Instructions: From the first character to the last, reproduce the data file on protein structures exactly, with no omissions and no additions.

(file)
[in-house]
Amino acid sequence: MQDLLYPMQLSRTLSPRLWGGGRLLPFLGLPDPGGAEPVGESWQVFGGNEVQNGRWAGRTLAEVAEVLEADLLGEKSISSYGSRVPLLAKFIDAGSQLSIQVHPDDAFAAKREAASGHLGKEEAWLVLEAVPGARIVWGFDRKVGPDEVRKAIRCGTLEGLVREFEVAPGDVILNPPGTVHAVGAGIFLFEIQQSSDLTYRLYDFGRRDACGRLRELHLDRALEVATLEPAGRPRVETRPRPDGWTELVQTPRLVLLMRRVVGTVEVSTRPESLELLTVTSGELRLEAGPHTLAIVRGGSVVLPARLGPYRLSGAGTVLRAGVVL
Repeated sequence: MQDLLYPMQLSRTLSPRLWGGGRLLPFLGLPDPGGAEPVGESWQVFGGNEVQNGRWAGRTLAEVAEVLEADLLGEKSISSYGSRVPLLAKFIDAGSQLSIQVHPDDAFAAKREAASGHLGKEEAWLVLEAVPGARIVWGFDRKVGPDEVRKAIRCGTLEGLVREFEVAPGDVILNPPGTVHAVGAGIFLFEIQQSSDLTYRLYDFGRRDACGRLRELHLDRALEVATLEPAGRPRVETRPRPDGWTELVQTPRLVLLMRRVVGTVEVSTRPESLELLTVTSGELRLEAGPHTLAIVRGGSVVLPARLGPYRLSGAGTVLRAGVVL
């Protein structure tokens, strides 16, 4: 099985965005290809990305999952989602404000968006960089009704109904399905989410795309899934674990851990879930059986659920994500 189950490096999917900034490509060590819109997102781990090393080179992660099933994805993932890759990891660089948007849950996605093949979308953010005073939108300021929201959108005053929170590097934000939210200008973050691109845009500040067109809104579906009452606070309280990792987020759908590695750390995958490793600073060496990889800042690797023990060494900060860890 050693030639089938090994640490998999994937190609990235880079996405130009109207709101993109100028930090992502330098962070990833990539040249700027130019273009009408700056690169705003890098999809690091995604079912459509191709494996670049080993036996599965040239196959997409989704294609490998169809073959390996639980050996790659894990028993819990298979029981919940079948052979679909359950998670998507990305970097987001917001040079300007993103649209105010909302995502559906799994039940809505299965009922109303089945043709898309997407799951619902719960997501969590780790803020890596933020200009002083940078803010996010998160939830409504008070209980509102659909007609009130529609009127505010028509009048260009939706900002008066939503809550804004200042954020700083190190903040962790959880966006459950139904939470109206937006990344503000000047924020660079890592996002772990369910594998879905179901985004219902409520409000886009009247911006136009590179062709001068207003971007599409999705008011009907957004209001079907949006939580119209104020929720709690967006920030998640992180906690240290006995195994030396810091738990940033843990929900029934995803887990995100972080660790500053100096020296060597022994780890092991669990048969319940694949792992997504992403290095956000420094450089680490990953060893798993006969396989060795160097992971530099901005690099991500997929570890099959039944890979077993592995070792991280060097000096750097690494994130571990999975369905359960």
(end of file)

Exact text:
[in-house]
Amino acid sequence: MQDLLYPMQLSRTLSPRLWGGGRLLPFLGLPDPGGAEPVGESWQVFGGNEVQNGRWAGRTLAEVAEVLEADLLGEKSISSYGSRVPLLAKFIDAGSQLSIQVHPDDAFAAKREAASGHLGKEEAWLVLEAVPGARIVWGFDRKVGPDEVRKAIRCGTLEGLVREFEVAPGDVILNPPGTVHAVGAGIFLFEIQQSSDLTYRLYDFGRRDACGRLRELHLDRALEVATLEPAGRPRVETRPRPDGWTELVQTPRLVLLMRRVVGTVEVSTRPESLELLTVTSGELRLEAGPHTLAIVRGGSVVLPARLGPYRLSGAGTVLRAGVVL
Repeated sequence: MQDLLYPMQLSRTLSPRLWGGGRLLPFLGLPDPGGAEPVGESWQVFGGNEVQNGRWAGRTLAEVAEVLEADLLGEKSISSYGSRVPLLAKFIDAGSQLSIQVHPDDAFAAKREAASGHLGKEEAWLVLEAVPGARIVWGFDRKVGPDEVRKAIRCGTLEGLVREFEVAPGDVILNPPGTVHAVGAGIFLFEIQQSSDLTYRLYDFGRRDACGRLRELHLDRALEVATLEPAGRPRVETRPRPDGWTELVQTPRLVLLMRRVVGTVEVSTRPESLELLTVTSGELRLEAGPHTLAIVRGGSVVLPARLGPYRLSGAGTVLRAGVVL
């Protein structure tokens, strides 16, 4: 099985965005290809990305999952989602404000968006960089009704109904399905989410795309899934674990851990879930059986659920994500 189950490096999917900034490509060590819109997102781990090393080179992660099933994805993932890759990891660089948007849950996605093949979308953010005073939108300021929201959108005053929170590097934000939210200008973050691109845009500040067109809104579906009452606070309280990792987020759908590695750390995958490793600073060496990889800042690797023990060494900060860890 050693030639089938090994640490998999994937190609990235880079996405130009109207709101993109100028930090992502330098962070990833990539040249700027130019273009009408700056690169705003890098999809690091995604079912459509191709494996670049080993036996599965040239196959997409989704294609490998169809073959390996639980050996790659894990028993819990298979029981919940079948052979679909359950998670998507990305970097987001917001040079300007993103649209105010909302995502559906799994039940809505299965009922109303089945043709898309997407799951619902719960997501969590780790803020890596933020200009002083940078803010996010998160939830409504008070209980509102659909007609009130529609009127505010028509009048260009939706900002008066939503809550804004200042954020700083190190903040962790959880966006459950139904939470109206937006990344503000000047924020660079890592996002772990369910594998879905179901985004219902409520409000886009009247911006136009590179062709001068207003971007599409999705008011009907957004209001079907949006939580119209104020929720709690967006920030998640992180906690240290006995195994030396810091738990940033843990929900029934995803887990995100972080660790500053100096020296060597022994780890092991669990048969319940694949792992997504992403290095956000420094450089680490990953060893798993006969396989060795160097992971530099901005690099991500997929570890099959039944890979077993592995070792991280060097000096750097690494994130571990999975369905359960």